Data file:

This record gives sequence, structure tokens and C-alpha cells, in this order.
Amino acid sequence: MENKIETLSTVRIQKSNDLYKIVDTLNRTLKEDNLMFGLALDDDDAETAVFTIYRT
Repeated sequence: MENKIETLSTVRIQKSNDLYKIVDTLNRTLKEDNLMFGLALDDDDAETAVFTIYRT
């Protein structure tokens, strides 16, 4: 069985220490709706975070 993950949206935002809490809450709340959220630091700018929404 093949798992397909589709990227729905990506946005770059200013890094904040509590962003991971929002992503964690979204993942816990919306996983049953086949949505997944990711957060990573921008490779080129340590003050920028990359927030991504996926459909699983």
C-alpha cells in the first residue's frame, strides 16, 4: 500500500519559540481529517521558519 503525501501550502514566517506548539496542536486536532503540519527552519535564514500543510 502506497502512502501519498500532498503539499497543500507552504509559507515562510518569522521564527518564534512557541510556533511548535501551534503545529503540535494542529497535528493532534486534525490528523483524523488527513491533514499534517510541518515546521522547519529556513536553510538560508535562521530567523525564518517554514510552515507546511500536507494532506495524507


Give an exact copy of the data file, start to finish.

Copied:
This record gives sequence, structure tokens and C-alpha cells, in this order.
Amino acid sequence: MENKIETLSTVRIQKSNDLYKIVDTLNRTLKEDNLMFGLALDDDDAETAVFTIYRT
Repeated sequence: MENKIETLSTVRIQKSNDLYKIVDTLNRTLKEDNLMFGLALDDDDAETAVFTIYRT
């Protein structure tokens, strides 16, 4: 069985220490709706975070 993950949206935002809490809450709340959220630091700018929404 093949798992397909589709990227729905990506946005770059200013890094904040509590962003991971929002992503964690979204993942816990919306996983049953086949949505997944990711957060990573921008490779080129340590003050920028990359927030991504996926459909699983």
C-alpha cells in the first residue's frame, strides 16, 4: 500500500519559540481529517521558519 503525501501550502514566517506548539496542536486536532503540519527552519535564514500543510 502506497502512502501519498500532498503539499497543500507552504509559507515562510518569522521564527518564534512557541510556533511548535501551534503545529503540535494542529497535528493532534486534525490528523483524523488527513491533514499534517510541518515546521522547519529556513536553510538560508535562521530567523525564518517554514510552515507546511500536507494532506495524507